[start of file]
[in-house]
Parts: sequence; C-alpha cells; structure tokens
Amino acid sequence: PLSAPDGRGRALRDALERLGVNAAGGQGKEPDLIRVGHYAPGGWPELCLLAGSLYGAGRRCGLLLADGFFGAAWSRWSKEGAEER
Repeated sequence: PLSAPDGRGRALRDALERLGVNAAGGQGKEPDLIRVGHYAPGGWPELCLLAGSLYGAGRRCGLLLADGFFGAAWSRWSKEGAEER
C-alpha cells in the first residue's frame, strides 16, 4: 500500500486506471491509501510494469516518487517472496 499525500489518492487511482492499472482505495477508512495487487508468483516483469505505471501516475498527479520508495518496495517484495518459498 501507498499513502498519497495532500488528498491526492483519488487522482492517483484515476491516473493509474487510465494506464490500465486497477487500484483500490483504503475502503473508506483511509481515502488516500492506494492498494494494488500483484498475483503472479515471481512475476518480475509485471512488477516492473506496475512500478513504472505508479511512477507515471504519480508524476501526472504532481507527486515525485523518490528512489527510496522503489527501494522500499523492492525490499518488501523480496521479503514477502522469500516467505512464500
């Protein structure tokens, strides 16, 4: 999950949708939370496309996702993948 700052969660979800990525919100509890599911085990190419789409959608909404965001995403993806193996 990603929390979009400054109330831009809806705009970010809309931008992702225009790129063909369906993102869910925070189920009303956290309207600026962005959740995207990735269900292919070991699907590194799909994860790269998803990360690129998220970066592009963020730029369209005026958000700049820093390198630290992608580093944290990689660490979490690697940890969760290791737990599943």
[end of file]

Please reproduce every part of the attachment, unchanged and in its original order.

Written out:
[in-house]
Parts: sequence; C-alpha cells; structure tokens
Amino acid sequence: PLSAPDGRGRALRDALERLGVNAAGGQGKEPDLIRVGHYAPGGWPELCLLAGSLYGAGRRCGLLLADGFFGAAWSRWSKEGAEER
Repeated sequence: PLSAPDGRGRALRDALERLGVNAAGGQGKEPDLIRVGHYAPGGWPELCLLAGSLYGAGRRCGLLLADGFFGAAWSRWSKEGAEER
C-alpha cells in the first residue's frame, strides 16, 4: 500500500486506471491509501510494469516518487517472496 499525500489518492487511482492499472482505495477508512495487487508468483516483469505505471501516475498527479520508495518496495517484495518459498 501507498499513502498519497495532500488528498491526492483519488487522482492517483484515476491516473493509474487510465494506464490500465486497477487500484483500490483504503475502503473508506483511509481515502488516500492506494492498494494494488500483484498475483503472479515471481512475476518480475509485471512488477516492473506496475512500478513504472505508479511512477507515471504519480508524476501526472504532481507527486515525485523518490528512489527510496522503489527501494522500499523492492525490499518488501523480496521479503514477502522469500516467505512464500
């Protein structure tokens, strides 16, 4: 999950949708939370496309996702993948 700052969660979800990525919100509890599911085990190419789409959608909404965001995403993806193996 990603929390979009400054109330831009809806705009970010809309931008992702225009790129063909369906993102869910925070189920009303956290309207600026962005959740995207990735269900292919070991699907590194799909994860790269998803990360690129998220970066592009963020730029369209005026958000700049820093390198630290992608580093944290990689660490979490690697940890969760290791737990599943």